Your open office space may be tainting your subscription growth

Updated On: March 27, 2019
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On this episode of the ProfitWell Report, Sarah Bedrick, Co-Founder and Head of Marketing at Compt, is curious to know if we have any data on how open offices impact subscription growth.

Sarah, we have you covered.

While open offices were around as early as the 1750s, they didn’t really gain popularity until the early 1900s when famous American architect Frank Lloyd Wright started to popularize them through his designs.

Then, in the 1950s, the Burolandschaft movement out of Germany was pushed forward by Herman Miller’s action offices, considered the best way to design an office at the time.

 

 

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Now the thing to keep in mind here is that these open offices were not the open offices a lot of us have today. They were cathedrals with tons of nooks and crannies to balance the collaboration dream of open offices with the need for distraction free zones. Like most good ideas, we all then bastardized it with the IKEA rows of desks a lot of us work in today.

I’m sure that was more office architecture knowledge than you wanted, so let’s get to the data. We studied just over one thousand subscription and SaaS companies who had teams that were co-located in the same location.

Open offices didn’t impact overall growth as much as I thought it would.

What you’re seeing here is the relative growth rate of open office environments compared to those who have closed offices or some arrangement for everyone to have their own space. 

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Notice how open offices at each of these ARPU levels only have show 6 to 12% lower growth on a relative basis compared to their closed office counterparts. Don’t get me wrong, I’ll always take an extra 10% when it comes to growth, but when you think of cost savings, maybe that 10% isn’t too bad of a loss.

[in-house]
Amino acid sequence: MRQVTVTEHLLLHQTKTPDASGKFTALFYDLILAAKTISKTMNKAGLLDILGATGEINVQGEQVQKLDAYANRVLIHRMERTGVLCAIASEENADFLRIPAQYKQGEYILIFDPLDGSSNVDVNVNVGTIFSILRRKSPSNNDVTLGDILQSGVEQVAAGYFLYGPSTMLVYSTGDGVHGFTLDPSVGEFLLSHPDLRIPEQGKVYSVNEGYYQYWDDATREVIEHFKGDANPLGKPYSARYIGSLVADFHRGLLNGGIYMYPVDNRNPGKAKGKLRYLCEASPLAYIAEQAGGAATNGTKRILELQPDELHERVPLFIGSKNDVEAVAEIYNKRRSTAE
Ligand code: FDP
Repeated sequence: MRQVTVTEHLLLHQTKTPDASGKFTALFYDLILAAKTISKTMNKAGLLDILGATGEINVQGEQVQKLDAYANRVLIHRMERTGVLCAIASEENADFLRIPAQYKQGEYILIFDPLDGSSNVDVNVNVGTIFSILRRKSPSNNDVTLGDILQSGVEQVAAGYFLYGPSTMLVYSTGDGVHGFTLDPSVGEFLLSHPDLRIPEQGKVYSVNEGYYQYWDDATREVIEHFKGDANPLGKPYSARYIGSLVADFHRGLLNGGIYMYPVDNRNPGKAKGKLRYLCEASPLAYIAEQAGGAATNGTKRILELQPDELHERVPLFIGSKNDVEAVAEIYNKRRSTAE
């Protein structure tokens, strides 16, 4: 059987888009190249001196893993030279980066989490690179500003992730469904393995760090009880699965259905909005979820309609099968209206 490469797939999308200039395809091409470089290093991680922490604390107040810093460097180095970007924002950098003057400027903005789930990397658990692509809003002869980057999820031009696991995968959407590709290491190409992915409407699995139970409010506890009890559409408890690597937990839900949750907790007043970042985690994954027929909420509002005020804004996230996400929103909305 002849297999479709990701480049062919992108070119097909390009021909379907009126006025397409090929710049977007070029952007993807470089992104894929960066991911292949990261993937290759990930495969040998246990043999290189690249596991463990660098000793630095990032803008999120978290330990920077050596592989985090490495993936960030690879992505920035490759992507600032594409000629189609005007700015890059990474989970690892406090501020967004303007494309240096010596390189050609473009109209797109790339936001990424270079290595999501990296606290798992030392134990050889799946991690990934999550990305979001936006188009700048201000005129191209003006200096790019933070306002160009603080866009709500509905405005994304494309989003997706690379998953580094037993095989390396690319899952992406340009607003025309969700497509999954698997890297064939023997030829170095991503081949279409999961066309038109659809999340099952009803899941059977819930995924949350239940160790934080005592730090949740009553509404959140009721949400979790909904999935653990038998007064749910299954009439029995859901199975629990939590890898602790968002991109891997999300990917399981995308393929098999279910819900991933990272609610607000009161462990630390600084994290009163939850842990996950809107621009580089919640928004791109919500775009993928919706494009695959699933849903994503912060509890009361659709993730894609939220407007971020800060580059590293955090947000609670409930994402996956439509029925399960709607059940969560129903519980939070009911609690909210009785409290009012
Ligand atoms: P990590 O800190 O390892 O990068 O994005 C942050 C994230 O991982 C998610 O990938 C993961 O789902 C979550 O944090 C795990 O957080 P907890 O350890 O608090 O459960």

Here’s a fascinating finding though: Companies with open offices tend to have much worse gross churn than their closed office counterparts.

As you’ll see here, the data indicates that open offices have 11 to 18% higher gross churn rates than their closed office counterparts.

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What in the world is happening here? Well, my instinct tells me that this comes down to developer and product productivity. If you think about where a lot of growth comes from, you have elements of growth that are marketing and sales and elements of growth that are product.

Yet, it’s relatively easy to turn up sales and marketing. Not easy, but comparatively easy. Turning these up can overcome churn problems and think about the bullpens of sales teams - they feed off of one another and the distraction is almost ok.

Churn always creeps up at some point, and gross churn is almost purely a product problem, so if your development and product teams are distracted, aren’t productive, or aren’t happy because of those things, you’re likely not going to have the ability to solve your churn.

That being said, there are likely a lot of lurking variables here, so we probably shouldn’t take this as the nail in the coffin for open offices. More research needs to be done, but in the context of all the other research that’s been completed, focusing a bit more on distraction free product productivity is likely worthy of your focus.

Well, that's all for now. If you have a question, ship me an email or video to neel@profitwell.com and if you got value here or on any other week of the report, we appreciate any and all shares on Twitter and LinkedIn. That’s how we measure if we should keeping doing this or not. We’ll see you next week.  

Tags: Growth, SaaS Metrics, profitwell, churn, arpu, saas arpu, saas growth, SaaS benchmarks, reduce churn, willingness to pay, profitwell report

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